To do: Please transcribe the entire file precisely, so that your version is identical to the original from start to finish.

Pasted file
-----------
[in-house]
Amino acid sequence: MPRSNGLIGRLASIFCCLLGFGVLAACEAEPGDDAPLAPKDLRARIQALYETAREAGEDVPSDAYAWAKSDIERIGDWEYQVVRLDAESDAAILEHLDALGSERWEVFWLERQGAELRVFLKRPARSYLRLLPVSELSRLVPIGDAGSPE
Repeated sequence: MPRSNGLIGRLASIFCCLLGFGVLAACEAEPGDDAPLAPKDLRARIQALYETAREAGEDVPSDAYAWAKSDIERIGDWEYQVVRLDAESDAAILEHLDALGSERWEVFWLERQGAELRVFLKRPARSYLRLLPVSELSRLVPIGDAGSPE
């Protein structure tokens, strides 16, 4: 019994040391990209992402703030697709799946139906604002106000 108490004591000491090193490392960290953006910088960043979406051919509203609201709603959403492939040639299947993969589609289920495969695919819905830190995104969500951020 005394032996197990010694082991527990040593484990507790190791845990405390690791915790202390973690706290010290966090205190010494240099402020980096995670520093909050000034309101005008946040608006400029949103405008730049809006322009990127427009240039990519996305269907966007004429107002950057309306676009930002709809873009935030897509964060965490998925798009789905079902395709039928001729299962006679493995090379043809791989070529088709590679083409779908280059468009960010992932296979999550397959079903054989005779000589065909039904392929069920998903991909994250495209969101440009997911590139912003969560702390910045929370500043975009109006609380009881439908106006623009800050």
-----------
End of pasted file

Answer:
[in-house]
Amino acid sequence: MPRSNGLIGRLASIFCCLLGFGVLAACEAEPGDDAPLAPKDLRARIQALYETAREAGEDVPSDAYAWAKSDIERIGDWEYQVVRLDAESDAAILEHLDALGSERWEVFWLERQGAELRVFLKRPARSYLRLLPVSELSRLVPIGDAGSPE
Repeated sequence: MPRSNGLIGRLASIFCCLLGFGVLAACEAEPGDDAPLAPKDLRARIQALYETAREAGEDVPSDAYAWAKSDIERIGDWEYQVVRLDAESDAAILEHLDALGSERWEVFWLERQGAELRVFLKRPARSYLRLLPVSELSRLVPIGDAGSPE
């Protein structure tokens, strides 16, 4: 019994040391990209992402703030697709799946139906604002106000 108490004591000491090193490392960290953006910088960043979406051919509203609201709603959403492939040639299947993969589609289920495969695919819905830190995104969500951020 005394032996197990010694082991527990040593484990507790190791845990405390690791915790202390973690706290010290966090205190010494240099402020980096995670520093909050000034309101005008946040608006400029949103405008730049809006322009990127427009240039990519996305269907966007004429107002950057309306676009930002709809873009935030897509964060965490998925798009789905079902395709039928001729299962006679493995090379043809791989070529088709590679083409779908280059468009960010992932296979999550397959079903054989005779000589065909039904392929069920998903991909994250495209969101440009997911590139912003969560702390910045929370500043975009109006609380009881439908106006623009800050």